Third Avenue Icon


Shop Proteus Gowanus for Cool Gifts this Sunday

Tired of the usual schlock? Want some thought provoking and also utilitarian gifts? Get away from the maddening crowds to the serenity of Nevins Street in Gowanus. Check out the art in the galleries while your at it...dig the list of examples below to get an idea of what the aesthetic of Proteus Gowanus is all about!

From their press release:

You are cordially invited to the Proteus Gowanus All Day Holiday Shopping Party!
Sunday, December 19, 12-6 pm

"Are you searching for unusual, offbeat, unique or peculiar gifts to give for the holidays?

Are you dreading the slog through mall and mayhem with the accompanying auditory torture of repetitious holiday music?

May we suggest you attend our all day (12-6 pm) Holiday Shopping Party and solve your shopping problem while drinking grog and listening to unusual, offbeat and peculiar holiday music.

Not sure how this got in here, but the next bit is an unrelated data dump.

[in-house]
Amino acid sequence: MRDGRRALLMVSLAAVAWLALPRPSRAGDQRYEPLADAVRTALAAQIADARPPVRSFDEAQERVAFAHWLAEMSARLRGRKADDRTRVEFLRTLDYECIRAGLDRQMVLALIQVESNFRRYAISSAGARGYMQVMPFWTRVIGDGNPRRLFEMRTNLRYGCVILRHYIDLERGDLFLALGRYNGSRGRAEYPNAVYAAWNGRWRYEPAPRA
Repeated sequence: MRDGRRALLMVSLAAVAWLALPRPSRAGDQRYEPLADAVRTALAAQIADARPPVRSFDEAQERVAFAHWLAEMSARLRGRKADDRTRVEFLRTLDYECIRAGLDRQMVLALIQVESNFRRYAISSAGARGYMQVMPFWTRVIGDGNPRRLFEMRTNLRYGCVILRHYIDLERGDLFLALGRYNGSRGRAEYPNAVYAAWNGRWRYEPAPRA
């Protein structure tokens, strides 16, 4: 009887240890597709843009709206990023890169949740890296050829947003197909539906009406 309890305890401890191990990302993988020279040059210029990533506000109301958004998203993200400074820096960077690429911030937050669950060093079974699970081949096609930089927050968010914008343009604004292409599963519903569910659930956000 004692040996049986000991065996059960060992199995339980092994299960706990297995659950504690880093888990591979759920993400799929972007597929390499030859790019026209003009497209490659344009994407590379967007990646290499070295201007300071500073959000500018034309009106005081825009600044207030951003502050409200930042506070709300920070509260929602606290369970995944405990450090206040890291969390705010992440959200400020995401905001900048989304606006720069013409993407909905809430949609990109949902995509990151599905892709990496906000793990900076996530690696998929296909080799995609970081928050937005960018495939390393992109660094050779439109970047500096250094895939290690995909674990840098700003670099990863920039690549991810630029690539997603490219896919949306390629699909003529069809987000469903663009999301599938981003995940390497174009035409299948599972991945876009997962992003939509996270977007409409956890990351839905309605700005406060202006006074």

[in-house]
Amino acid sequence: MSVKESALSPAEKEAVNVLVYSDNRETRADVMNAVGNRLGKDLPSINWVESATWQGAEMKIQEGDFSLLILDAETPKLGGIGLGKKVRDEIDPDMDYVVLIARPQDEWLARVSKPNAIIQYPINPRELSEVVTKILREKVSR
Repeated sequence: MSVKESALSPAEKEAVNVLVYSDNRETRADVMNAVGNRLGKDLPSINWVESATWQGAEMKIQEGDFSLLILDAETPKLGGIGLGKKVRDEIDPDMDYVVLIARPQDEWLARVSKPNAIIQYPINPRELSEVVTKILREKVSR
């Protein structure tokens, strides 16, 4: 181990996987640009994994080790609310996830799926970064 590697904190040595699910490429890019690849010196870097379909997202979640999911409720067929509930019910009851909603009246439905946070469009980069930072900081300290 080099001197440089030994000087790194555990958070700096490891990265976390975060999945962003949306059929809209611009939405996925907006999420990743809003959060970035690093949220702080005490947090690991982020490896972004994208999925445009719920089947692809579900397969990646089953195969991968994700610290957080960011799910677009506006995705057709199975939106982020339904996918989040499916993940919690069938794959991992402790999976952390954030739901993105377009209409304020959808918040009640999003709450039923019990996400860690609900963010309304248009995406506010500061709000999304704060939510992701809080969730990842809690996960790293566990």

Shopping at Proteus Gowanus is intellectually stimulating, likely to result in conversation and often amusing.

Among the many gifts you might find here are:

Umbrella Bags made by the Fixers Collective - $25
Reflective Vests for Uninsured Bikers - $20
10 Postcards of the Gowanus from the past 100 years - $25
A Pocket Cloud, complete with silver lining - $18
Felted Angels- $25, Enameled Jewelry - $40 - $85, and Knitted Slippers - $35
from the Republic of Georgia
Taxidermy Mice adorned with wings and costumes - $70
Fone Art Figures - $50-$150
Miniature Library Furniture made from library catalogue cards - $20-$35
Songs of Lewis and Clark, a CD - $18
Colored Blocks from the Learning Materials Workshop - $30 and up
Handmade Book Brooches - $30
A wide assortment of new and rare books
Plus books published by Proteotypes, our publishing arm,